In business the general view is that there is no such thing as a “free lunch”. This implies that, if a consumer within your target market receives something free from a business, there is always an expected quid pro quo.
If this is the conventional wisdom, the question remains as to how a business may provide value, without the potential future client experiencing it as “bribery” to buy something from the business?
Below are a few examples of value-adding that, if they are not followed up by a request to buy, may make a positive impression of your business on the client.
- Illustrate your knowledge of a specific solution by demonstrating that you understand the target client’s need/challenge. Write short articles, and/or take part in radio/TV interviews where you, as the expert, give objective advice on the problem posed and also supply suitable solutions. Journalists and other media owners are always looking for subjects that people are struggling with, as well as experts that are able to address these subjects. Think, for example, of “green” solutions, the pursuit of healthier lifestyles, weight loss, how to save in challenging economic circumstances, how to start an own business, how to survive with children in their teenage years, and so forth.
- Clients often do not understand their actual needs and buy services and products that seem to offer a solution to their need/challenge. Instead of simply providing a quotation on service requests, why not go that step further and determine what the most optimal solution for addressing the client’s need, would be. This might sometimes result in your business not being able to provide the optimal solution – then provide a referral.
- Give free samples of your product to potential clients. They may then use the product and experience the results themselves, instead of just trusting your sales input and the endorsement of existing clients.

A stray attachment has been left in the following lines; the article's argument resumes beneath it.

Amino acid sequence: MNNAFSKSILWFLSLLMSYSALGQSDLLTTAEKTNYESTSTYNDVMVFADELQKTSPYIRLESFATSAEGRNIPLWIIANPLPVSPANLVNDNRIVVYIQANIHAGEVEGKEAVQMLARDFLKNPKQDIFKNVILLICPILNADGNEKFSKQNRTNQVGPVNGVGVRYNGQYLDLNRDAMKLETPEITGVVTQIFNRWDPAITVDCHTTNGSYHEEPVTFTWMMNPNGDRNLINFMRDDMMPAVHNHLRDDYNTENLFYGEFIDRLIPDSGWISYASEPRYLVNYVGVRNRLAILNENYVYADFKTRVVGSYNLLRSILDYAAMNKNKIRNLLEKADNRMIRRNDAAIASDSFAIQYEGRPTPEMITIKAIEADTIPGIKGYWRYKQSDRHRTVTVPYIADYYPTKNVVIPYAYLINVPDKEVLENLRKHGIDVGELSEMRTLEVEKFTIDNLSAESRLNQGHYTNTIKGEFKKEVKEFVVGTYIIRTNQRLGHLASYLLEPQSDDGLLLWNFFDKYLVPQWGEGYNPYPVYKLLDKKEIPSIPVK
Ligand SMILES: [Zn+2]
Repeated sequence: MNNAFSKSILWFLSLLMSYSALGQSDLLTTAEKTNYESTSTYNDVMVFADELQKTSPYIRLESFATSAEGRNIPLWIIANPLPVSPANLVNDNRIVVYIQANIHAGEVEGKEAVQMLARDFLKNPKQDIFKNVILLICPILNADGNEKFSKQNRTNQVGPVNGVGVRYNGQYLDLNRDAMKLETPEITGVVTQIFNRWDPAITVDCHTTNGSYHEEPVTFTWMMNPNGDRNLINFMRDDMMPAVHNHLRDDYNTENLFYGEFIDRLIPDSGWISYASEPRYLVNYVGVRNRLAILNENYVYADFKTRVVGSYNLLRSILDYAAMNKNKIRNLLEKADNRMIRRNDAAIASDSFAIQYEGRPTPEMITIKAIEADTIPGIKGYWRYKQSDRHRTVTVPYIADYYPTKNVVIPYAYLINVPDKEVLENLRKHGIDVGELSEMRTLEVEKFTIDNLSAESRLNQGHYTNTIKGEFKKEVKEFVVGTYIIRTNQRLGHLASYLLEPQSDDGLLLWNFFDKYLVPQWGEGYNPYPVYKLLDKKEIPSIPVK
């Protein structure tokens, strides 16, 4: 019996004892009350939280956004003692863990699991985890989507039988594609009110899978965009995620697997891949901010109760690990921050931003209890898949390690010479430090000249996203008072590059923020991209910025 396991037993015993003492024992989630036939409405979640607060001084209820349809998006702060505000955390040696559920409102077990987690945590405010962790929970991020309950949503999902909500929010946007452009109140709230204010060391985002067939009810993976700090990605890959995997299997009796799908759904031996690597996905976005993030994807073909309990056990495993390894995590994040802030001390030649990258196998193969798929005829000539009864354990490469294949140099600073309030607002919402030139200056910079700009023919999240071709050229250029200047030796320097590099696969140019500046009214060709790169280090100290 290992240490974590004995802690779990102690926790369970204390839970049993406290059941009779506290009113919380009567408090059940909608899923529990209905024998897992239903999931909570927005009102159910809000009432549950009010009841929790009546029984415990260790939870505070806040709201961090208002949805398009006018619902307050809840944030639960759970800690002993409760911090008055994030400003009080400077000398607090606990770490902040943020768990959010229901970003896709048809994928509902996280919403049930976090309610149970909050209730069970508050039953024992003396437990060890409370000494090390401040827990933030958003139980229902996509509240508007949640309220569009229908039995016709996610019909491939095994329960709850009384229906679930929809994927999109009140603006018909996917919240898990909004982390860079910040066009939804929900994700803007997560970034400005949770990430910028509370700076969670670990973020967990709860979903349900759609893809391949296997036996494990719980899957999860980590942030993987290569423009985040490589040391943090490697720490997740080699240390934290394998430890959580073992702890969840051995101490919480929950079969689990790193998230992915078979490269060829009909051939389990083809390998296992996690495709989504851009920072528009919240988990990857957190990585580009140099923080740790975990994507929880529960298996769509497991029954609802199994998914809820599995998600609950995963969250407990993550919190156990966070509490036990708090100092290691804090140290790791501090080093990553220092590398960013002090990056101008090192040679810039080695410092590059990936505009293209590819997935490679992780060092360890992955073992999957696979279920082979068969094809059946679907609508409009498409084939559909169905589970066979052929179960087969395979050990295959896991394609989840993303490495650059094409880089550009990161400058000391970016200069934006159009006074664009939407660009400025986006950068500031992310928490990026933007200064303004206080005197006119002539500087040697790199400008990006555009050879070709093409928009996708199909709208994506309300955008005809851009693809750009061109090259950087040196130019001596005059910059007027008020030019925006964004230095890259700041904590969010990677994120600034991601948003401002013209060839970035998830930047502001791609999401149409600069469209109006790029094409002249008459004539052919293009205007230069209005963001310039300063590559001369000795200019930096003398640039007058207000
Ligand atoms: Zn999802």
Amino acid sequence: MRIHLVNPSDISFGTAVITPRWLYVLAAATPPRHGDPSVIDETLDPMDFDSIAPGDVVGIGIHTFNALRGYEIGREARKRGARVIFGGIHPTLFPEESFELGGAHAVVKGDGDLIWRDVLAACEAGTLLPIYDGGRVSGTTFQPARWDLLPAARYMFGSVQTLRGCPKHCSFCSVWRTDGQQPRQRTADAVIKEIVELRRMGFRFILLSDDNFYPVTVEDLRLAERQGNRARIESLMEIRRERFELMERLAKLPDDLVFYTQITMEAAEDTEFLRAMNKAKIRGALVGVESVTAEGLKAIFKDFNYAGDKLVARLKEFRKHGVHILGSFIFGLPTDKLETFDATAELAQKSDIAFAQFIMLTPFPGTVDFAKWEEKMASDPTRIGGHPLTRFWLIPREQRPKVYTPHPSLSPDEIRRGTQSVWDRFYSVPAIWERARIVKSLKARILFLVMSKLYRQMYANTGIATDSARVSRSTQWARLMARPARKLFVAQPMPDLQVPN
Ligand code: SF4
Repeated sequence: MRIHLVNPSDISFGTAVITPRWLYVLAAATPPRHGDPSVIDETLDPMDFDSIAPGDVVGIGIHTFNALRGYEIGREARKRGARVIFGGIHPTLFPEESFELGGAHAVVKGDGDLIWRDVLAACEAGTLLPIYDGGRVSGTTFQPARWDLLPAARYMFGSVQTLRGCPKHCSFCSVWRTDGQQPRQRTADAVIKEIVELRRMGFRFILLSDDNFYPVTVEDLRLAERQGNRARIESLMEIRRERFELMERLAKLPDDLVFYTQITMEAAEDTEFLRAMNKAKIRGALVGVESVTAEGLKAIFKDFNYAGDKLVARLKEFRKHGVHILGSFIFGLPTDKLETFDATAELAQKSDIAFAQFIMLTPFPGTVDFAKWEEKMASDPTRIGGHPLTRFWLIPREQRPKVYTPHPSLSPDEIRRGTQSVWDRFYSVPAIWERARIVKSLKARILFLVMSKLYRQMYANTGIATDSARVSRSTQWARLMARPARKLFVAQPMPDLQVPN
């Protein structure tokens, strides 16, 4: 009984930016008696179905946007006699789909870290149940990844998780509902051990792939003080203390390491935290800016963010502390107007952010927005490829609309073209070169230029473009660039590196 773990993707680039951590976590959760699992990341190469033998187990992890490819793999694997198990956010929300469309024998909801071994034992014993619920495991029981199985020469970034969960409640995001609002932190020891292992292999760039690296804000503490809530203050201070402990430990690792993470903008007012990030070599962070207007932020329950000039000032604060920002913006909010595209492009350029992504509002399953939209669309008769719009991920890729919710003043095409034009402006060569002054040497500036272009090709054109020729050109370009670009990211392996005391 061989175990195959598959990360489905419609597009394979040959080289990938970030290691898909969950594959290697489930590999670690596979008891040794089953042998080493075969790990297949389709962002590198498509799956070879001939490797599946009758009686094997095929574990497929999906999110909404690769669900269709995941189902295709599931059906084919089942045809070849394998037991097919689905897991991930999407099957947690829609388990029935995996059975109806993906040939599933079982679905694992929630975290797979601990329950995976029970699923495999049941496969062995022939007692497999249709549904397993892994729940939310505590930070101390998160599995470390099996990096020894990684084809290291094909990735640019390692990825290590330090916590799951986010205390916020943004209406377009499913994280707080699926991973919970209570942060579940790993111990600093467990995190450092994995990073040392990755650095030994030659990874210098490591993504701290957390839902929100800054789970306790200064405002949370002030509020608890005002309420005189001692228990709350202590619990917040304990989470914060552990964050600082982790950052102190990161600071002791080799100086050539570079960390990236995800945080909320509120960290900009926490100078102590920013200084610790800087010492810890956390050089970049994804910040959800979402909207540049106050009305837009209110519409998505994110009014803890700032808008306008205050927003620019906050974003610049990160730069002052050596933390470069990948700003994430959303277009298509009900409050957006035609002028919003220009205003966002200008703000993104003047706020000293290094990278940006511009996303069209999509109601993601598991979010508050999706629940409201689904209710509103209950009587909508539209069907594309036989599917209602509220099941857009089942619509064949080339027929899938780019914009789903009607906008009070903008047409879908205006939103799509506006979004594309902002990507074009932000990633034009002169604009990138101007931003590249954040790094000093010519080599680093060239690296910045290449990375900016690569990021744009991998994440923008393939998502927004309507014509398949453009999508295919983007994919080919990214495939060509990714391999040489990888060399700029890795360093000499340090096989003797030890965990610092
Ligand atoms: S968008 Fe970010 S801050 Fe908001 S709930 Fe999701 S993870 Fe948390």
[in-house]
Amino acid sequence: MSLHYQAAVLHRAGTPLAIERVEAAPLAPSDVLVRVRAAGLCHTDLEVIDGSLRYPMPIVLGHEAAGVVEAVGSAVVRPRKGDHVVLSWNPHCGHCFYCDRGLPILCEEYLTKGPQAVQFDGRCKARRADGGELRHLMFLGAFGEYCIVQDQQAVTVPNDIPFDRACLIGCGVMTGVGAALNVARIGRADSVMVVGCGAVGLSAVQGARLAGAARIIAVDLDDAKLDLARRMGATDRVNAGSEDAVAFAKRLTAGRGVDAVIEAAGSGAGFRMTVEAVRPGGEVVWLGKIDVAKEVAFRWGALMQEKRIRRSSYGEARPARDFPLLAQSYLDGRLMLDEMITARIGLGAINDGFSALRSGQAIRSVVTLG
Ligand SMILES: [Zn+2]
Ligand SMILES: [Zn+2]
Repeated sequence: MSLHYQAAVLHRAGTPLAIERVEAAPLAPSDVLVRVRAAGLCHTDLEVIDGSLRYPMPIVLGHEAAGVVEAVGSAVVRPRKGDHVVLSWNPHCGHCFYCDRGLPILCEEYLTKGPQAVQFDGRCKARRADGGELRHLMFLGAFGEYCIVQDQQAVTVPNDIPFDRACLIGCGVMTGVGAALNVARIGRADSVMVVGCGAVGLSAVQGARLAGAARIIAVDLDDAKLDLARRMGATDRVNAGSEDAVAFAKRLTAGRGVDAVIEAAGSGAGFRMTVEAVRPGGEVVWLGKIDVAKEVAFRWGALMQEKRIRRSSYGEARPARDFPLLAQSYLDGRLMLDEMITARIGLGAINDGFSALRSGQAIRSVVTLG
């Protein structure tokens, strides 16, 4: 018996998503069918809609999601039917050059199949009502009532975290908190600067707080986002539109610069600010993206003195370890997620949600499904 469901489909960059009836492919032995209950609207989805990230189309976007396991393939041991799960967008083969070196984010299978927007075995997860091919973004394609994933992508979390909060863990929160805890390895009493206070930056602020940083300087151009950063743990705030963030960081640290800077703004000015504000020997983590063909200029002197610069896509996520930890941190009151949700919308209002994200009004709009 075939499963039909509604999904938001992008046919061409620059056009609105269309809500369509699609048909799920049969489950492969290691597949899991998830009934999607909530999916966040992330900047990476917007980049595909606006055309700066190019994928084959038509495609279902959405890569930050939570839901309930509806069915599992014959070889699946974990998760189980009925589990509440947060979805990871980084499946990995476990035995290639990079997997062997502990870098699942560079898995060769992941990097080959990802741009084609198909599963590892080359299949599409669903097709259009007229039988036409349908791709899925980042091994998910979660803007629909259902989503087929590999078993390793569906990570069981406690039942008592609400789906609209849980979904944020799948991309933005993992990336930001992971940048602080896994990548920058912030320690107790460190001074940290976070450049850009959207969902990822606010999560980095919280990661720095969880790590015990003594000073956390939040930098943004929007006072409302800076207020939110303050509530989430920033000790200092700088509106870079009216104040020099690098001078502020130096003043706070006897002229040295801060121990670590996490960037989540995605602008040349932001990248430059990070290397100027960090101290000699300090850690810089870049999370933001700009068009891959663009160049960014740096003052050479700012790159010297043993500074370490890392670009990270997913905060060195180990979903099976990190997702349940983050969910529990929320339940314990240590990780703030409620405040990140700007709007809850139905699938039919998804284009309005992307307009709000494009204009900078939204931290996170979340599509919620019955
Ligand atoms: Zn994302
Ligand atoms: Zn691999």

- Become involved in matters that are of consequence to your target market. Your involvement should, however, be sincere, or you should not even consider it.
- In many cases people have questions and just want to use an expert as a sounding board. I think of the advice counter at a nursery that people may contact telephonically or in person if they require advice on which chemical substance they need to treat a sick plant or shrub, or which shrubs flourish in shade. Not all businesses are necessarily suited to this type of solution, but it remains something to consider. This is another way of demonstrating your expertise.
If you succeed in establishing this added value, it may hold the following benefits for your business:
- Your expertise instils respect in your target market. This subsequently creates trust in your target market that you are the right person to solve their needs/challenges.
- Your credibility grows – people believe your advice and accept your guidance.
- You become part of your target market’s “solution” – they see you as a “partner” in their lives.
- It creates a perception of accessibility with your target market.
- Applied correctly, it creates positive word of mouth for your business.
Winston Churchill was probably correct when he said the following, “We make a living by what we get; we make a life by what we give."
Find a way of sharing your unique expertise with your target market FREE OF CHARGE – in all probability your business will reap the benefits thereof in growing sales.
To support business owners with the important task of business planning, Sanlam gives you free access to the book Your Annual Business Game Plan for Success, which provides an easy and straightforward framework needed to draft a well-crafted game plan that will create the positive change and growth necessary for business success.
Go to www.sanlamgameplan.co.za to download your free copy.